– Achy feeling in upper teeth
– Discoloured nasal discharge (yellowish / greenish mucus or pus)
– Foul-smelling breath
|– Disabling and debilitating pain that is throbbing or pulsating|
– Nausea and vomiting
– Sensitivity to light or sound
– Visual disturbances
– Thin clear nasal discharge
– Pain made worse by routine physical activity
|– Dull, aching pain |
– Sensation of tightness or pressure across forehead or on the sides and back of head
– Tenderness on scalp, neck and shoulder muscles
|Location of pain||Pain, pressure and fullness in cheeks, brow or forehead||Pain usually occurs on one side of head, but often on both sides||Pain over both sides of the head|
Sinus headache relief: what causes sinus headaches?
If you indeed have a sinus headache, it is most likely a symptom of sinusitis, in which your sinus has become inflamed from allergies and/or other triggers such as bacterial/viral infections.
Sinus headaches may also be caused by allergic rhinitis, that cause you discomfort over an extended period of time. Prolonged sinus infections and sinus blockages can also trigger sinus headaches.
Treatments for sinus headache relief
Unless you’re experiencing the symptoms of fever, severe pain or infection that lasts for more than seven days, it’s unlikely that you’ll require medical treatment for acute sinusitis.
Although most doctors would usually recommend allowing the sinus infections to run their course and resolve on their own, that does not mean you cannot look at home remedies in the meantime. A sinus headache remedy can help relieve sinus headache pain by thinning out the congestion trapped in your sinuses.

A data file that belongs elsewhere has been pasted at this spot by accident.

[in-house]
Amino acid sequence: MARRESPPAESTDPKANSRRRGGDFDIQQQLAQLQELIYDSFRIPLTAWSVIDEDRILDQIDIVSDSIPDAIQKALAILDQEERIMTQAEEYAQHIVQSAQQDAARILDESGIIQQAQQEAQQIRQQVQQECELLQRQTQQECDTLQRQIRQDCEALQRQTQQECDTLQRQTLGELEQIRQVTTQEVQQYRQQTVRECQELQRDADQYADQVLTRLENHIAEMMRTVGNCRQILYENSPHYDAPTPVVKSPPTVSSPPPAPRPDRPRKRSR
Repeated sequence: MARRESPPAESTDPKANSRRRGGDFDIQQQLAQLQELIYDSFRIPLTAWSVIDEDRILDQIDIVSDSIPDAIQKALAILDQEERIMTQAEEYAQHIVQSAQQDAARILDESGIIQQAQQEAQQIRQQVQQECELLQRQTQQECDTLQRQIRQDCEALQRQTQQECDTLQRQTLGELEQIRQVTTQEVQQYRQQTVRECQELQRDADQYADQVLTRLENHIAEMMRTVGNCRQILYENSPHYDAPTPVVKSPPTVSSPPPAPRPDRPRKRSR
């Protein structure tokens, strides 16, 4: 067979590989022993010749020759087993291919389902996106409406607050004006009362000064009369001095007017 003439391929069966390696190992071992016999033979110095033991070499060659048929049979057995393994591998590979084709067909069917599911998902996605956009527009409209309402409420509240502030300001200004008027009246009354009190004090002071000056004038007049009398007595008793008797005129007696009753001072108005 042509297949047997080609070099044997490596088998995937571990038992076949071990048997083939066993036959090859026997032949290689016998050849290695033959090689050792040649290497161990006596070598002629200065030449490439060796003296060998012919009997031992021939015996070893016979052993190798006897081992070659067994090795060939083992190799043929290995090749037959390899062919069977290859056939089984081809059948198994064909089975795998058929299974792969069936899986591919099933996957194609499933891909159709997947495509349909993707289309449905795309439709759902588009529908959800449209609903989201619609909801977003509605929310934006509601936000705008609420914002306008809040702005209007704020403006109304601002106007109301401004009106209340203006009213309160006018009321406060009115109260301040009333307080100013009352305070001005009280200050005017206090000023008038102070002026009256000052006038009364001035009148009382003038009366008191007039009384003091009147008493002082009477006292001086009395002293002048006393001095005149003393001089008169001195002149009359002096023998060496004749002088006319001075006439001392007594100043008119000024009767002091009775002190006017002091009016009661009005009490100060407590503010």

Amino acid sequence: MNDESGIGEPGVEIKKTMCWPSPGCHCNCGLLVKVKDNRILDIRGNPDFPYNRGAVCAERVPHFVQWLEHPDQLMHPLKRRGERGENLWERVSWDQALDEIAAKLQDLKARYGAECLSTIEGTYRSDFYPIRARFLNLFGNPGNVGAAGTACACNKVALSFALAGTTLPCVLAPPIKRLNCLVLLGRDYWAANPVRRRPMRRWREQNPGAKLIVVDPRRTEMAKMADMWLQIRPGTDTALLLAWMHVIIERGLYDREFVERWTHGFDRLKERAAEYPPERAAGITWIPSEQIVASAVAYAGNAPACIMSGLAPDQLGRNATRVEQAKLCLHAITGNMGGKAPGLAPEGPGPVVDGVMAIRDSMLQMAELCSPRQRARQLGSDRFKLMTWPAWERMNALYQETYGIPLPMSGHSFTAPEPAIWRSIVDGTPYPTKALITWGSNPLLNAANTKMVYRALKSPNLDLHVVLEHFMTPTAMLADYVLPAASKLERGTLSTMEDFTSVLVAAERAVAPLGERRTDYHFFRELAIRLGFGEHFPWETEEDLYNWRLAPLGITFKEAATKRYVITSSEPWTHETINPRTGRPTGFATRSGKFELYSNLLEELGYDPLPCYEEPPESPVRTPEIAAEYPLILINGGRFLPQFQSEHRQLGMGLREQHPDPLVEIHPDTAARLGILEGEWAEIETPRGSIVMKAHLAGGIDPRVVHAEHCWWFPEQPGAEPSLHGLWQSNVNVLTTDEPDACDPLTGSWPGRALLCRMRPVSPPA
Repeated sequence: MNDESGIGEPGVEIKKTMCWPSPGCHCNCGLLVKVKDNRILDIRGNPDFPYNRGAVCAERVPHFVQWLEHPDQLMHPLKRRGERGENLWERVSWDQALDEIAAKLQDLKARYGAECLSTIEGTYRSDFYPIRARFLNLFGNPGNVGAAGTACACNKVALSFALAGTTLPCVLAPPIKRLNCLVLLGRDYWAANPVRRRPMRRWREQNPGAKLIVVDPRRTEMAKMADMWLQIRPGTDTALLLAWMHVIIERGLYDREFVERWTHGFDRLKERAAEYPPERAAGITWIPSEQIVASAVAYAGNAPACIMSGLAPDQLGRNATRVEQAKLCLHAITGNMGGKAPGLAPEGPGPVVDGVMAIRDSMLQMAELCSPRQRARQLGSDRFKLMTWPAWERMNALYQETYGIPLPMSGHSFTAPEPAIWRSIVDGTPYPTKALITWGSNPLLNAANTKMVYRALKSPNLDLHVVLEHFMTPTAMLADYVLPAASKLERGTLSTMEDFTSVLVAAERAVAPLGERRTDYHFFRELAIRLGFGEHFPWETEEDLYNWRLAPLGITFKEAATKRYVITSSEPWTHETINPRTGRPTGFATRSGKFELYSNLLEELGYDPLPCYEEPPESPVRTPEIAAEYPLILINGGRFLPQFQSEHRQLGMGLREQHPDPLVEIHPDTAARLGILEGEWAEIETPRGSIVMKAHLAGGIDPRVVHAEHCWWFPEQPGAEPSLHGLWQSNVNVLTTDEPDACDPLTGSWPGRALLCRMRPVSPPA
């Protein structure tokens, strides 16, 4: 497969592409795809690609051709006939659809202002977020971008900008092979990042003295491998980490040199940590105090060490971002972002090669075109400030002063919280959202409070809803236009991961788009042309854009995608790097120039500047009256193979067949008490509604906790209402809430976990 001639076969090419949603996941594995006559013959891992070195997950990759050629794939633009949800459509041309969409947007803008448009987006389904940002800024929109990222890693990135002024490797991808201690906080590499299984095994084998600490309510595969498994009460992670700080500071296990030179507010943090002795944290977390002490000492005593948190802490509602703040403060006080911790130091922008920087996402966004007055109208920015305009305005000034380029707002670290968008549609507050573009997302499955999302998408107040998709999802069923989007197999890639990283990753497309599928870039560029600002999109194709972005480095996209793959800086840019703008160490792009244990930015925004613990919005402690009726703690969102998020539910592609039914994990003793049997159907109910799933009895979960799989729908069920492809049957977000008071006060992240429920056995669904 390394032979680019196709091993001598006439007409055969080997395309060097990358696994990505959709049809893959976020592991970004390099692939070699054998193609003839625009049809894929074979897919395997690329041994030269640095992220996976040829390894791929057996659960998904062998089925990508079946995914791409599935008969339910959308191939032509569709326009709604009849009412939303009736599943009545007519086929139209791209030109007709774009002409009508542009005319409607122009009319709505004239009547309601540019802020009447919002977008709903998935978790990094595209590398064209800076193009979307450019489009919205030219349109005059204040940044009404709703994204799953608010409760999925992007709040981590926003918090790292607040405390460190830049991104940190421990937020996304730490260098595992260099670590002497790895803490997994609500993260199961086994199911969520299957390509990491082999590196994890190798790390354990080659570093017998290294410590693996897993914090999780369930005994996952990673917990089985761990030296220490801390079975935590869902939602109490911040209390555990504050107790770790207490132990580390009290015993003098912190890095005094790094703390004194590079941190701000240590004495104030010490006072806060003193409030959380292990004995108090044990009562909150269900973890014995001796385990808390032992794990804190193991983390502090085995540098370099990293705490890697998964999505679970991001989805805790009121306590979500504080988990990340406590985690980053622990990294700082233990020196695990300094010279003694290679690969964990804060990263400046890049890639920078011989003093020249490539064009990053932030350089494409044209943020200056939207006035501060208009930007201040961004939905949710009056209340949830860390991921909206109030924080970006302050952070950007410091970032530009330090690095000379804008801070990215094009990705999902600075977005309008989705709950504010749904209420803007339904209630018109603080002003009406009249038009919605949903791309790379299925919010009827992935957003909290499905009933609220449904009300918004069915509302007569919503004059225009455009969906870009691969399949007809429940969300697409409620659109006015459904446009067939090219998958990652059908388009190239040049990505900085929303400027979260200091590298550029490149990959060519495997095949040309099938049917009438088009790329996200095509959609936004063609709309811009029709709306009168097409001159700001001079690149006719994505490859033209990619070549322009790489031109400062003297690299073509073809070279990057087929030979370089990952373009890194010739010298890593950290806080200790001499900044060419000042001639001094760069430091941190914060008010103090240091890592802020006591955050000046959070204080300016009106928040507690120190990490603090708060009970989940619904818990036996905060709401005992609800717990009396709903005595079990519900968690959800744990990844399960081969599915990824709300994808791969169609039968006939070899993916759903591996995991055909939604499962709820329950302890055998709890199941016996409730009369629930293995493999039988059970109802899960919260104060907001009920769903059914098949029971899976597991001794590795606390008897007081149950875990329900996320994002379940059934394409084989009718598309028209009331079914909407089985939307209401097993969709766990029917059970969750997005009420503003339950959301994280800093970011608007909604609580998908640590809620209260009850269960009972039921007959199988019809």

Home remedies for sinus headache relief
Remedies like bathing in steam and using a humidifier can help reduce congestion of your nasal passages and promote drainage by relieving pressure.
You can also do other things to promote drainage from your nose such as pressing gently on your sinus pressure points and blowing your nose by tipping your head forward. Pushing the area underneath your eyes above your cheekbones in and up may also offer some much-needed relief.
There are plenty of low-effort things that you can do for sinus headache relief. Find a sinus headache remedy that suits you by reading more from this list.
Over-the-counter medication for sinus headache relief
If the pain is getting unbearable or interfering with something that you need to get done, you can go for over-the-counter drugs to get sinus headache relief.
Analgesics like Ibuprofen and Tylenol are common options that offer sinus headache relief, while also treating other possible symptoms like an aching jaw and a fever. You can also try decongestants like Afrin or Sudafed, which may help you breathe a little easier.
However, it’s important to take note that these drugs don’t address the underlying inflammation, which is causing your pain. They simply alleviate the pain that you feel.
As much as these drugs offer the quick relief you yearn for, they should be discontinued immediately if your sinus headache gets worse or continues over several days. Also, note that decongestants shouldn’t be used for more than three days without first consulting your doctor.
Rebound congestion and headaches are a severe consequence that may make taking control of your sinus headaches a complicated task.
Prescription medication for sinus headache relief
Prescription medication is another way to treat sinus headache relief.
These include antihistamines, decongestants and mucolytics, which are medications that help reduce inflammation and swelling in your sinuses and clear your mucus.
Unless your sinusitis is caused by a bacterial infection, antibiotics are usually not required. If your sinus infection does not resolve or not responding to treatment for more than 3 months, your doctor may recommend a steroid injection into your sinuses, which can start working quickly and usually last for a long time.